This installment: female friendships anatomized; a novel about bird watching in Indiana; a therapy dog in an old age home (and the lessons therein); a doomed real-life romance; a gritty mix of fantasy and folklore; and the conjunction of four very different women.
She Matters by Susanna Sonnenberg
Subtitled: A life in Friendships but what a mixed bag these friendships seem to be. The author is very intense and emotions run high, from crushes to betrayals, from youth through middle age. Sonnenberg grew up with a very problematic mother (as described in her previous memoir) and this made friends even more important. As situations changed—geographical, familial—the relationships often couldn’t take the burden. I don’t know if I’d trust Sonnenberg as a friend; she certainly tells it like it is, with real first names. How do those now ex-friends feel with their failings displayed here? She’s not necessarily blaming them, but still…Despite these caveats, I found it intriguing.
Snapper by Brian Kimberling
In the forests of Indiana, Nathan studies birds for a living. He also yearns for the elusive Lola. Things don’t work out well but there are lots of entertaining adventures along the way. I didn’t know much about the pleasures and pitfalls of the region before I read this book, and now Indiana really speaks to me. For instance, for some, the Confederacy still lives in spirit. Kimberling has lots of fun with academic and hippie pretensions. A modest romp.
A Dog Walks Into a Nursing Home by Sue Halpern
Subtitled: lessons in the good life from an unlikely teacher. True confessions: I’m not a pet person. But I’m very interested in the subject of aging, so that’s why I accompanied Halpern and Pransky, her therapy dog, into the county home where they’ve been visiting residents ever since. First there was the challenge of meeting the requirements, and Pransky had a stubborn habit that they circumvented on testing day by cheating. (Yes!) Worth it, because the dog brings connection and often joy to a wide variety of elders, as touching, vivid vignettes reveal. Halpern invokes various philosophers on what constitutes a good life—a bonus for her development as well as us, the readers. Warm and thoughtful.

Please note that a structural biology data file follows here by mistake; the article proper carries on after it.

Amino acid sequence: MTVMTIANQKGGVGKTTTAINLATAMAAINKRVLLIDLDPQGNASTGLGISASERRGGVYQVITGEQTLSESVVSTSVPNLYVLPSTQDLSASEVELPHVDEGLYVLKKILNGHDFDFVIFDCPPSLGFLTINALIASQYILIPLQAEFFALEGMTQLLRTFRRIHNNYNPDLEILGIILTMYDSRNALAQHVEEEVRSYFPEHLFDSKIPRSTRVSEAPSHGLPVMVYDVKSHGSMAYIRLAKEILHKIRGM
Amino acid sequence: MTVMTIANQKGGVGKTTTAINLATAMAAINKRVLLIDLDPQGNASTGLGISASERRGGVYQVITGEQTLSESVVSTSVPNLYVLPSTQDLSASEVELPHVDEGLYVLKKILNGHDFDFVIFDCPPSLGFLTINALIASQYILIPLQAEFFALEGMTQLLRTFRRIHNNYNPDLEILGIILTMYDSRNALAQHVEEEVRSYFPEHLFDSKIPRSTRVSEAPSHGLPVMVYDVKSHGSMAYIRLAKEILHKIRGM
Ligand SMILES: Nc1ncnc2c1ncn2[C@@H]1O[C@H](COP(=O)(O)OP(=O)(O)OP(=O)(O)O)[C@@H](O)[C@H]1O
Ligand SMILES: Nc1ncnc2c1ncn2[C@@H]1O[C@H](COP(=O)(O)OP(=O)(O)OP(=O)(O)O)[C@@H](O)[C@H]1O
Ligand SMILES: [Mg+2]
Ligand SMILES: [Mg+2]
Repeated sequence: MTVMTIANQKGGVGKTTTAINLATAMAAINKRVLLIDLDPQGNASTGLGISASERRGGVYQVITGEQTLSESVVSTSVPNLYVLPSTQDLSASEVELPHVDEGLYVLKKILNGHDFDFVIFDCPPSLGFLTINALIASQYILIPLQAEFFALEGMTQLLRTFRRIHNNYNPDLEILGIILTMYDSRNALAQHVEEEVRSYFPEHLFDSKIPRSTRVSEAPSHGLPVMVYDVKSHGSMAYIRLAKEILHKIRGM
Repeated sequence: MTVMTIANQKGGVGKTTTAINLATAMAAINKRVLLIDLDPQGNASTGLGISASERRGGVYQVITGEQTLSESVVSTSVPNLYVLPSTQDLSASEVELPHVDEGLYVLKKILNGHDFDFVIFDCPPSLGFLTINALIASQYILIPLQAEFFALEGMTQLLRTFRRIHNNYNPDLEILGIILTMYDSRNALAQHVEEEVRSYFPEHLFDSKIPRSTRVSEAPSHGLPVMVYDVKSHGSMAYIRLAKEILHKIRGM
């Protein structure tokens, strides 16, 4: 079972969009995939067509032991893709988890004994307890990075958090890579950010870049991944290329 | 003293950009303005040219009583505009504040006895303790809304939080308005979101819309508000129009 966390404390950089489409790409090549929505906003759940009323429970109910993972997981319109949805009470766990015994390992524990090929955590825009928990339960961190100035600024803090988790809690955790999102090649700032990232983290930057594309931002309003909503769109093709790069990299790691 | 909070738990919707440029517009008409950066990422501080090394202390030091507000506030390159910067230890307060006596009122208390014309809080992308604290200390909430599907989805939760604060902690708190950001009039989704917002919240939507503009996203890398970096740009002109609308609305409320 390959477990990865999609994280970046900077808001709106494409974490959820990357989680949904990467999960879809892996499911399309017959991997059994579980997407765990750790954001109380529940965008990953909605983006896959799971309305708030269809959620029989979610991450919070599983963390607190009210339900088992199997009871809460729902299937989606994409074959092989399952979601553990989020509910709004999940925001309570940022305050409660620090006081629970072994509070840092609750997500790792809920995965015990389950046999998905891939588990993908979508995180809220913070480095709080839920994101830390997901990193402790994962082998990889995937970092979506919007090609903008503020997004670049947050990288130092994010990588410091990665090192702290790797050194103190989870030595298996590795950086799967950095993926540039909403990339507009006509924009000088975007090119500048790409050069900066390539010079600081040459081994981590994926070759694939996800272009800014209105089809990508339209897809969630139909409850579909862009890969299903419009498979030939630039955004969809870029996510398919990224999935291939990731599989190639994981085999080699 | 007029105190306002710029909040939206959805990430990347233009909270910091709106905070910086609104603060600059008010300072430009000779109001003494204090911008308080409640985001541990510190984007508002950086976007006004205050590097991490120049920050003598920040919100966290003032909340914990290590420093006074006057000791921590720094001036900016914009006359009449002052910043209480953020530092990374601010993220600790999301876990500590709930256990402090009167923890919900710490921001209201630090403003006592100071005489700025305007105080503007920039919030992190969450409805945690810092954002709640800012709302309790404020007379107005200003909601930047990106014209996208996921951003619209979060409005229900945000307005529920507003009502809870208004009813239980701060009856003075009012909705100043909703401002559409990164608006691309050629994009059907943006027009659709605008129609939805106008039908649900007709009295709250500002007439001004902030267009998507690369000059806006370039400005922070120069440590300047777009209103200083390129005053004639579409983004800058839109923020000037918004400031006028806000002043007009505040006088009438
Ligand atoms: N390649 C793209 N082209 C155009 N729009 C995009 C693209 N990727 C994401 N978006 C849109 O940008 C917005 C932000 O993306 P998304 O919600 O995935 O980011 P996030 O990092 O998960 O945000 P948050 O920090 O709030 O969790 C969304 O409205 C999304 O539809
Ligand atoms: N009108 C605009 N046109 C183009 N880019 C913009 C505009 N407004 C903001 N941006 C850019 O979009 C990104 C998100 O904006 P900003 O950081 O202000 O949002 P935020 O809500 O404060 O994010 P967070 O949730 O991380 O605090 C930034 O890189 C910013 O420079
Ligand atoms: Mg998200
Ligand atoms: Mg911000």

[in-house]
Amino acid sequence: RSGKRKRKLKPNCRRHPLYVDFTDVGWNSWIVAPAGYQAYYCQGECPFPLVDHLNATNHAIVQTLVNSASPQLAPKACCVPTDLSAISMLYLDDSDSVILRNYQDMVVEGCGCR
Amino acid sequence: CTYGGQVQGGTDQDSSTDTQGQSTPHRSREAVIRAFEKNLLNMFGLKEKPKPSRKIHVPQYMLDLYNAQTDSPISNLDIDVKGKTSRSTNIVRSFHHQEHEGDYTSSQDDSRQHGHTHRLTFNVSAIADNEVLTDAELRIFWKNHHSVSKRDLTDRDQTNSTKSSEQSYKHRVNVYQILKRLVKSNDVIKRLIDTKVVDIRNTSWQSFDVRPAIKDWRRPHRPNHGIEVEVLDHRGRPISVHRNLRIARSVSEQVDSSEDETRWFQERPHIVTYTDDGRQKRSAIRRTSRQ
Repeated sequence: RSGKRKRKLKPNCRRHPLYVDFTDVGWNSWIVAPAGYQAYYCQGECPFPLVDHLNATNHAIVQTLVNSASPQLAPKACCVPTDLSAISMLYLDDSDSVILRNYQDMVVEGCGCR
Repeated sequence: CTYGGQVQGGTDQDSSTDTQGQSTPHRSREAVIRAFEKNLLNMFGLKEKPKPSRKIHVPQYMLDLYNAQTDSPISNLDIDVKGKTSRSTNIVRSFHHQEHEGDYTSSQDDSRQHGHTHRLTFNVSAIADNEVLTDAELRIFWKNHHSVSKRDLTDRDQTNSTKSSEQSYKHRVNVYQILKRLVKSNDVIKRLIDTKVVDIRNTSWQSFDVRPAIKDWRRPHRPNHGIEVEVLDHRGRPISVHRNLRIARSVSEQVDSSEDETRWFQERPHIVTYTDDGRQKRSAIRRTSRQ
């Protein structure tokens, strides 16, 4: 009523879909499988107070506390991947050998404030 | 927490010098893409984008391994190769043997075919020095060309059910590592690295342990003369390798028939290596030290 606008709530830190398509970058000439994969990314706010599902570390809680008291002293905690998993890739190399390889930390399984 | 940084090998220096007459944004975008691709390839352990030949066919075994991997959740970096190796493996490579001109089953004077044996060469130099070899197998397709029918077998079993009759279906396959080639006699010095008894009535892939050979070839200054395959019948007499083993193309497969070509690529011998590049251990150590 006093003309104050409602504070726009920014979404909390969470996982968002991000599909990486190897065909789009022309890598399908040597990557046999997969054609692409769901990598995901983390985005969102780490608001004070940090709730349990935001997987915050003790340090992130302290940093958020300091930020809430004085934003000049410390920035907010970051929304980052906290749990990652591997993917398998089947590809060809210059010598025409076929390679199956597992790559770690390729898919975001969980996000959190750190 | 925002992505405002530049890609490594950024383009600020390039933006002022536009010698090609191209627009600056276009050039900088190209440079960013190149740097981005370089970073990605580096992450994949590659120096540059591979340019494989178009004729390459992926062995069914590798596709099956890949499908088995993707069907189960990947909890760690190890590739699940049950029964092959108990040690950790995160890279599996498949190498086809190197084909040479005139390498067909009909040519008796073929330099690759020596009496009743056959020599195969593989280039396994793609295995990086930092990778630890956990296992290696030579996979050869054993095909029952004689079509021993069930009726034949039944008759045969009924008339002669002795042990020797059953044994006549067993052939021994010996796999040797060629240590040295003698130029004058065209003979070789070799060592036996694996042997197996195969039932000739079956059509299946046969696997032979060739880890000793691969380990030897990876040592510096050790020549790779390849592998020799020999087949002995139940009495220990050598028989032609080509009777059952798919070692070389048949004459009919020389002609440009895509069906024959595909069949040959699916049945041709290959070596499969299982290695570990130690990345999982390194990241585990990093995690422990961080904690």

My Foreign Cities by Elizabeth Scarboro
A different take on travel, into the land of illness (cystic fibrosis) but shot through with incredible spirit, humor, and love--my favorite kind of memoir. Scarboro meets her intended, Stephen, early on and he gives the impression of health so the implications of his condition take a back seat to burgeoning romantic friendship. But soon enough UCSF Medical Center has become their second home. Despite frightening, debilitating procedures, they manage a lively, engaged life—jobs, school, some travel, and even a dog. No pity or mawkish sentiment here, and just enough medical information to carry the story. At the time of his death, Scarboro was teaching middle school kids and the support her challenging students provided gives me hope for the human race. A luminous, heart lifting book.
Mermaid in Chelsea Creek by Michelle Tea
Chelsea is a benighted town near Boston and the creek is full of trash. But it’s also a refuge where 13 year old Sophie and Ella go to play the dangerous game of “pass out.” In her altered state Sophie meets said mermaid and discovers she has a vital, cosmic role to play. She’s only half human, it turns out, with a terrifying grandmother who embodies evil. This fantasy material soars with folklore but is grounded in gritty contemporary detail and the mix works very convincingly. Designated Young Adult but for don’t let that stop you from entering this intense, amazing world. And the first in a trilogy!
Traps by Mackenzie Bezos
We meet four women first in separate stories and wonder what they have in common. Dana is a tough security guard on a mission, Lynn runs a dog rescue facility in the Nevada desert, Jessica is a Hollywood star trying to keep a low profile and lead a normal life, and Vivian is a hard luck teenager on the run with twin babies. Lots of surprising action when their lives predictably converge. There’s a noir, surrealistic quality to this book and it carried me along even when I was a bit suspicious of the all the coincidences
Back next Monday.